Next Monday (26 January) is Australia Day, and nature will help in the celebrations with a partial solar eclipse visible from the whole country (except Tasmania) — even if barely, from some places.
This is actually going to be an annular eclipse in some parts of the world, most of them covered by water. The path of the eclipse starts over the South Atlantic, southwest of South Africa, and follows east from there over the Indic Ocean ending over Indonesia, which is the most significant land mass from where the annular eclipse will be visible.
In Australia, the places with the best view will be (not surprisingly) those closest to Indonesia. Darwin will see the Moon covering a bit less than half of the Sun (41.3%, to be precise), with the maximum occultation happening just before sunset, at 7.03pm local time (the sun will set during the eclipse). From Melbourne, we'll see the Moon covering just about 0.4% of the Sun at 7.54pm local time — just a barely visible "nick" on the Sun's disk, but it should still be visible (the sun sets at 8.38pm on that day). Sydney sees 1% of the Sun being covered at 7.59pm, which is just about at sunset.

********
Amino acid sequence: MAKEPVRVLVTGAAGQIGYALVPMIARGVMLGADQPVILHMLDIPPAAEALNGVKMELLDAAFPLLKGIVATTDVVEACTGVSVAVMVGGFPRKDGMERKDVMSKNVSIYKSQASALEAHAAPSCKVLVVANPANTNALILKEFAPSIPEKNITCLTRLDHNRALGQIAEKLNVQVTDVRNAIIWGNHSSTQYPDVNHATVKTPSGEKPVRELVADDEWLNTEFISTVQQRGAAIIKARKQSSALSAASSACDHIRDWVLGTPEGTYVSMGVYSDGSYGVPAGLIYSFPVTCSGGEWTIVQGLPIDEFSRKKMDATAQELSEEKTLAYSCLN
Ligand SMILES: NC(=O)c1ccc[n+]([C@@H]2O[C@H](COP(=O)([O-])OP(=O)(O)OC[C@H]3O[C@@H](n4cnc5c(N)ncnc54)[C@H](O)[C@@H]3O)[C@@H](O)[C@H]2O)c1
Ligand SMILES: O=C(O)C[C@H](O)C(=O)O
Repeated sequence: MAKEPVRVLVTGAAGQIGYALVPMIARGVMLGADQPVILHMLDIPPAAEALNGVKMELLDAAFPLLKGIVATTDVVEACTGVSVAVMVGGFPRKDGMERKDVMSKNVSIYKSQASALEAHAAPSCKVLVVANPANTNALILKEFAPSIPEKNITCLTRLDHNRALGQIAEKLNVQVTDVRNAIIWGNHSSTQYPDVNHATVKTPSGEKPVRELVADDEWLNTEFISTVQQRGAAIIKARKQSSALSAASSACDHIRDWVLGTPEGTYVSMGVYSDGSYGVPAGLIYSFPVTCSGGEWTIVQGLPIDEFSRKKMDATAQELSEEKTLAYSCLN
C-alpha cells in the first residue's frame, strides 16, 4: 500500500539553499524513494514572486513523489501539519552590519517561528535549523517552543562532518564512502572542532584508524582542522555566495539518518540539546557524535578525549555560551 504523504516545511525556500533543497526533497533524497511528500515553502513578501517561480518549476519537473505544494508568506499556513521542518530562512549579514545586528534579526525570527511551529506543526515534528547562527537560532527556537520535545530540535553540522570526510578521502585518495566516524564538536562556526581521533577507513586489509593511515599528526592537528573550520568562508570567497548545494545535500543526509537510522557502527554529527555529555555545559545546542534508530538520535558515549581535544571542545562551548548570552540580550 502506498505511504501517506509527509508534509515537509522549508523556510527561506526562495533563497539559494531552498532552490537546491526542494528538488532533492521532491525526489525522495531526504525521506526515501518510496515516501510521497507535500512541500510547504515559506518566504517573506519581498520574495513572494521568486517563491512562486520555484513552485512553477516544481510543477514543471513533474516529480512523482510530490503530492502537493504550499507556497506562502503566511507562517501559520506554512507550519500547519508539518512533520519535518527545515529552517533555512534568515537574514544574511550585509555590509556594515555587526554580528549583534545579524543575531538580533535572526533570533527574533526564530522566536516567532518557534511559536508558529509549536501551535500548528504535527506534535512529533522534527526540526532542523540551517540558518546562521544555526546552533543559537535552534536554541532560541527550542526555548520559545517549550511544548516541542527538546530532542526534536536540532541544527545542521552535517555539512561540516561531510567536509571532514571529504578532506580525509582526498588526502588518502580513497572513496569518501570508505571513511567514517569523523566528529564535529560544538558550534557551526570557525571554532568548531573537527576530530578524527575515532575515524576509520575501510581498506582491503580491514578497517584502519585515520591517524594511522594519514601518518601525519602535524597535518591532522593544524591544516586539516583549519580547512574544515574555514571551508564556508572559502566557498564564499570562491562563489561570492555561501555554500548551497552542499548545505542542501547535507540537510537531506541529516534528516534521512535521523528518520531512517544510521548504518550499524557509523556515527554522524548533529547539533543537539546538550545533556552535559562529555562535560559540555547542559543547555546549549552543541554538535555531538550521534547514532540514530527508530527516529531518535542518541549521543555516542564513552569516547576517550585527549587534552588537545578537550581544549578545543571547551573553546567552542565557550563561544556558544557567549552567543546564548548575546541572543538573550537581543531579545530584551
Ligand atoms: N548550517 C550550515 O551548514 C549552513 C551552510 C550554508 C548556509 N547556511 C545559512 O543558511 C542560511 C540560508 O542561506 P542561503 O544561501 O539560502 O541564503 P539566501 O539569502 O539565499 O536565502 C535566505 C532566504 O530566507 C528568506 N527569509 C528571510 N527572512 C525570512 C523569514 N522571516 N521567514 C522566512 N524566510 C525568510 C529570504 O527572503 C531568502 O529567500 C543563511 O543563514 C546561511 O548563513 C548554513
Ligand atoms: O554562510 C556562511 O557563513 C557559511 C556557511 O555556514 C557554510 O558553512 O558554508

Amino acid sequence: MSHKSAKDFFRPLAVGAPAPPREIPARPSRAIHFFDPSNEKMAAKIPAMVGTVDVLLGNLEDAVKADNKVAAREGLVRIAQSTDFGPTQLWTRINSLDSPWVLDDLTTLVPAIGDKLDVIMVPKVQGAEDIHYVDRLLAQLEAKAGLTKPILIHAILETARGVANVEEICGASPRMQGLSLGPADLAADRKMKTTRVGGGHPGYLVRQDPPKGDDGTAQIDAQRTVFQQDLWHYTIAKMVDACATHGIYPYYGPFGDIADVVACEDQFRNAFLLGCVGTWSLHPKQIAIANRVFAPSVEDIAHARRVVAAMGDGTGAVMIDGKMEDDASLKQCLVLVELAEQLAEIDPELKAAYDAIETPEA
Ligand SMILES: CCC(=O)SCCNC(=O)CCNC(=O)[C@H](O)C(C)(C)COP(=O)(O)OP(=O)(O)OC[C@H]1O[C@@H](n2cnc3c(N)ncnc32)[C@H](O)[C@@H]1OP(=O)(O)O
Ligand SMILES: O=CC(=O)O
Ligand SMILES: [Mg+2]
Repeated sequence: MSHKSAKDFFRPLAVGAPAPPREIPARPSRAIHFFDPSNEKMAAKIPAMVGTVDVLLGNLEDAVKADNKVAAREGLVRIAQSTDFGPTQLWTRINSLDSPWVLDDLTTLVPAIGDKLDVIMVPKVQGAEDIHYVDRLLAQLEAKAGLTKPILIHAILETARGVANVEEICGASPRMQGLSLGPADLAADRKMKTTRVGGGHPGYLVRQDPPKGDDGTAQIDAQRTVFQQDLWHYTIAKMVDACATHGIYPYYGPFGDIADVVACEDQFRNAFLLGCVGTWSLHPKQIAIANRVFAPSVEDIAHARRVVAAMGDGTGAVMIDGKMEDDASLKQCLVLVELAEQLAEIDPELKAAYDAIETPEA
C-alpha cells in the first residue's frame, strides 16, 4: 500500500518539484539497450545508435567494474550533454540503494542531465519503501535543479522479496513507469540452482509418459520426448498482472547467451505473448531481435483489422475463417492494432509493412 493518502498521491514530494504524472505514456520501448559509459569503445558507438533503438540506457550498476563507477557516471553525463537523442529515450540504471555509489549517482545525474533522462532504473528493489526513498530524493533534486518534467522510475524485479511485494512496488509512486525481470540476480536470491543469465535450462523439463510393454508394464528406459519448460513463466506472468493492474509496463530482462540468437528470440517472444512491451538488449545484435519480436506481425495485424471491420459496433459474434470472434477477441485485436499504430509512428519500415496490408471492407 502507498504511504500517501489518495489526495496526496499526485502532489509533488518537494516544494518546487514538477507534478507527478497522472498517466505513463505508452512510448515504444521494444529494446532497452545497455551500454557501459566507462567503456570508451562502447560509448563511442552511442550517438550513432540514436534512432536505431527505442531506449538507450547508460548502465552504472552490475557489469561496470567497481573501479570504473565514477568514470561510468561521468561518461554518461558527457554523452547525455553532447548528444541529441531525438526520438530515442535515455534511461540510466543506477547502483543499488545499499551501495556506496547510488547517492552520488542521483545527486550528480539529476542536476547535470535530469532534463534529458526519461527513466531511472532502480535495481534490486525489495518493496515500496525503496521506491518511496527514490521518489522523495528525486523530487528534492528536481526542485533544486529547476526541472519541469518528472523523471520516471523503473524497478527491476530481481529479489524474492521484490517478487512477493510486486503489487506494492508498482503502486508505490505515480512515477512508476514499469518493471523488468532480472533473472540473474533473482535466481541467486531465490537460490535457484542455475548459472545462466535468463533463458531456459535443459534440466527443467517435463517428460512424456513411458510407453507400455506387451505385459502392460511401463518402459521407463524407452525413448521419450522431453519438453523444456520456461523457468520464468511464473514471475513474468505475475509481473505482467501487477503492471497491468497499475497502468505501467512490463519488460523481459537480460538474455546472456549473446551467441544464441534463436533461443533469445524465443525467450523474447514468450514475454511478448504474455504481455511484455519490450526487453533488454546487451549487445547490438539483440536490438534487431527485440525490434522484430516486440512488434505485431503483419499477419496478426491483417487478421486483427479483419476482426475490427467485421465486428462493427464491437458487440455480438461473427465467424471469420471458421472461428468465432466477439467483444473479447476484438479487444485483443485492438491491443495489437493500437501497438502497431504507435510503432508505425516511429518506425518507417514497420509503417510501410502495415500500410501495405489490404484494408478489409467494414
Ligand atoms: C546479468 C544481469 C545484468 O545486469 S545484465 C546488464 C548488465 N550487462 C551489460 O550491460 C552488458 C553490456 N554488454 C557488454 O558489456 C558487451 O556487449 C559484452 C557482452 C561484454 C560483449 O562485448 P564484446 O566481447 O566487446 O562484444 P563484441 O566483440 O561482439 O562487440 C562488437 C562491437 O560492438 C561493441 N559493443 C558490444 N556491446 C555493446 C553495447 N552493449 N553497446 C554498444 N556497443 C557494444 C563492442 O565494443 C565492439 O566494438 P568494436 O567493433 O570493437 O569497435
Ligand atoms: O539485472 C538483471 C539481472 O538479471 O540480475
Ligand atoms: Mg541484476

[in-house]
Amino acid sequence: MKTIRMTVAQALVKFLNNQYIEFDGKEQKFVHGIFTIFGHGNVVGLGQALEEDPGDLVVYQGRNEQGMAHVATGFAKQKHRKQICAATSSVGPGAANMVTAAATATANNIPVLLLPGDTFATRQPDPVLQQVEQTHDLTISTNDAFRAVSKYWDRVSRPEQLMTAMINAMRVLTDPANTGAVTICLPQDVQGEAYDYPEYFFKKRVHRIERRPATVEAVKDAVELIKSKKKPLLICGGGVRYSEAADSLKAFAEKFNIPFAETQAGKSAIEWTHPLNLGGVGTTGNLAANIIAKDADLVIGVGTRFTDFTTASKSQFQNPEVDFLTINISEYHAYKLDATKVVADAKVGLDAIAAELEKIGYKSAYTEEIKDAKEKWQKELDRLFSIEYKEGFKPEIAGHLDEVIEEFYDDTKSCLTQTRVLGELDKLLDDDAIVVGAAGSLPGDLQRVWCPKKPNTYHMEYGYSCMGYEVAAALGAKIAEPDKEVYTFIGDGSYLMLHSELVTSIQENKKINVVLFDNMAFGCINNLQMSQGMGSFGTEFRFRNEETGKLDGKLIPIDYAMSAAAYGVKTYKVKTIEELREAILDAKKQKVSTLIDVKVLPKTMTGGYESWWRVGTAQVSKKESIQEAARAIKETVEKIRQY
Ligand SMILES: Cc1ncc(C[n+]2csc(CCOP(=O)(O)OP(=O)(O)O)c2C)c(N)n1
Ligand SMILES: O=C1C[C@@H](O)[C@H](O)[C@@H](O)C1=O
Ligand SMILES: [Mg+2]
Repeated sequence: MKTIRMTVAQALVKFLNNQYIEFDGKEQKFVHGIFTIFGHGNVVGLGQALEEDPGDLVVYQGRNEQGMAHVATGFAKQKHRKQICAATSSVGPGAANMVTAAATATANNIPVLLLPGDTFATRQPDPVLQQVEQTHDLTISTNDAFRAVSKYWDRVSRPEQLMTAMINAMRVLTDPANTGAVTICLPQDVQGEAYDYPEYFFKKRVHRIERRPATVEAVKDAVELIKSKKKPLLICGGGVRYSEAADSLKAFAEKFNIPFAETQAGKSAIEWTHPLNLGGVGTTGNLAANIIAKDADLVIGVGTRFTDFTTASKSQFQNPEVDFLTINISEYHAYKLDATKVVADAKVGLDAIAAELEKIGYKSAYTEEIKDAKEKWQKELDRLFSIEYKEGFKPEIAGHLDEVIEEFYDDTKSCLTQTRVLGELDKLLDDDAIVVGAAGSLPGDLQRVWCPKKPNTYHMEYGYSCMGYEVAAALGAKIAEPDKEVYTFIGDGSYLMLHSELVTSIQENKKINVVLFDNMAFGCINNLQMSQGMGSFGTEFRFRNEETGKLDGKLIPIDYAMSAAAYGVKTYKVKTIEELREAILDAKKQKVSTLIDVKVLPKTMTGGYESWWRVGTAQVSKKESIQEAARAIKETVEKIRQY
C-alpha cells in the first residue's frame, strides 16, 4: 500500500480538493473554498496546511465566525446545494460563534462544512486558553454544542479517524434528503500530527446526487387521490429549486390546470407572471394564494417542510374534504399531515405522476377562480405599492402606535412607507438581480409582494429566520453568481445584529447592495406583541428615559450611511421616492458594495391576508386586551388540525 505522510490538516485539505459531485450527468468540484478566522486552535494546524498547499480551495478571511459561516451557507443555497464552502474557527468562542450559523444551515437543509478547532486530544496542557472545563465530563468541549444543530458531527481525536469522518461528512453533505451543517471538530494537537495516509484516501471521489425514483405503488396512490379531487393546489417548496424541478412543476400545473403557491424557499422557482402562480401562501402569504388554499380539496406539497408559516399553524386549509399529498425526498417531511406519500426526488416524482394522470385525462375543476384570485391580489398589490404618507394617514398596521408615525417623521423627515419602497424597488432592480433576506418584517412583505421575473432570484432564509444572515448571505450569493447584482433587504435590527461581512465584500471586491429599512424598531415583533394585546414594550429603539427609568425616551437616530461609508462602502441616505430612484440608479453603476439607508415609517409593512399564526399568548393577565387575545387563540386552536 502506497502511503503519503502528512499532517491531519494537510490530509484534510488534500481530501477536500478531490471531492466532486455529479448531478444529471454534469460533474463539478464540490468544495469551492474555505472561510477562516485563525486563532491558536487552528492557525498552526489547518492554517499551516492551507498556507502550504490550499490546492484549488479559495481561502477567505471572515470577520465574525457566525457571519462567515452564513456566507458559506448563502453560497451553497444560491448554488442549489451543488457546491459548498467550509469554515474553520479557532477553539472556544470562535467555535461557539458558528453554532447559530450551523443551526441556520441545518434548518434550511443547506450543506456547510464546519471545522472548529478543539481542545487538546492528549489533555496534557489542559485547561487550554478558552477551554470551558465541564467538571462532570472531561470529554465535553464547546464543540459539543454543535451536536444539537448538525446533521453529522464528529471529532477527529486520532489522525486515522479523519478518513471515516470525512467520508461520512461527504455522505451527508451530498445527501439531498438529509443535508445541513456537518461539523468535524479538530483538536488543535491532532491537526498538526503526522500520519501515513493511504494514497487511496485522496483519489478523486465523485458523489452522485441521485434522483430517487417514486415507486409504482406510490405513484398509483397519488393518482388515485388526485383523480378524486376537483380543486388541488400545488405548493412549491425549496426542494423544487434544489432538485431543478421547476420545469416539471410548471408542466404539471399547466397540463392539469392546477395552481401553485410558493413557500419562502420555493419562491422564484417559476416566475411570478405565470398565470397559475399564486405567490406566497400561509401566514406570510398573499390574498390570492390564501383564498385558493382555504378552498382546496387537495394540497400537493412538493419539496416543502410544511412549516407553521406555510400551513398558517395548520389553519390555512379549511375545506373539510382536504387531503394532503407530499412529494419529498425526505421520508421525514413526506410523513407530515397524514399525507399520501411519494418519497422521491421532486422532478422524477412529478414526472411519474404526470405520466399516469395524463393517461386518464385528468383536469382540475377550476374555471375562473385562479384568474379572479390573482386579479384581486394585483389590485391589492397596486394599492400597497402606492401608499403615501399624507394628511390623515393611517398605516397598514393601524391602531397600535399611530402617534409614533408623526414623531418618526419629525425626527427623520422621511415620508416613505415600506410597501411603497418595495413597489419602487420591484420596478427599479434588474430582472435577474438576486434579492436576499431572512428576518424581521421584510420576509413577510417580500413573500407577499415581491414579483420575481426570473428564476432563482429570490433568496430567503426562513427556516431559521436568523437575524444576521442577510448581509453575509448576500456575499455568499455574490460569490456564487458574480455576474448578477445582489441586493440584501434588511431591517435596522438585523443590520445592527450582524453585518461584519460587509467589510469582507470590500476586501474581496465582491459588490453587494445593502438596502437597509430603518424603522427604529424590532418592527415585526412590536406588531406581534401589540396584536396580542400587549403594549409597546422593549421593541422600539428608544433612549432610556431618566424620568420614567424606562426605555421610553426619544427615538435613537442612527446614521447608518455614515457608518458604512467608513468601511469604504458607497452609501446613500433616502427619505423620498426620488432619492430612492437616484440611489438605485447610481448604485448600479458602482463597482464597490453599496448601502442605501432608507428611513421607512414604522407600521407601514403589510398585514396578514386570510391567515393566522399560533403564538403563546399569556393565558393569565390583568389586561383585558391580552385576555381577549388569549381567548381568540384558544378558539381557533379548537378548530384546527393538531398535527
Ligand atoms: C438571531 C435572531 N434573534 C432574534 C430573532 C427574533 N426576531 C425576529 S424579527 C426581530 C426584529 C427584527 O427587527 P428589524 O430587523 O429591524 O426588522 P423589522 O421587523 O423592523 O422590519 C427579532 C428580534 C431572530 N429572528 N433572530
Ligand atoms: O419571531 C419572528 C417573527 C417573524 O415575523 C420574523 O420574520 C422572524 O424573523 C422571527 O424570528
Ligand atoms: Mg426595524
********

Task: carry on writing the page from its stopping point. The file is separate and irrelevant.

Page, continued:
The weather forecast for next Monday in Melbourne is for a sunny, cool day, so going out to look at the sunset and to try to spot the eclipse might be a good program for the end of the holiday (just remember to be very careful when looking straight at the Sun).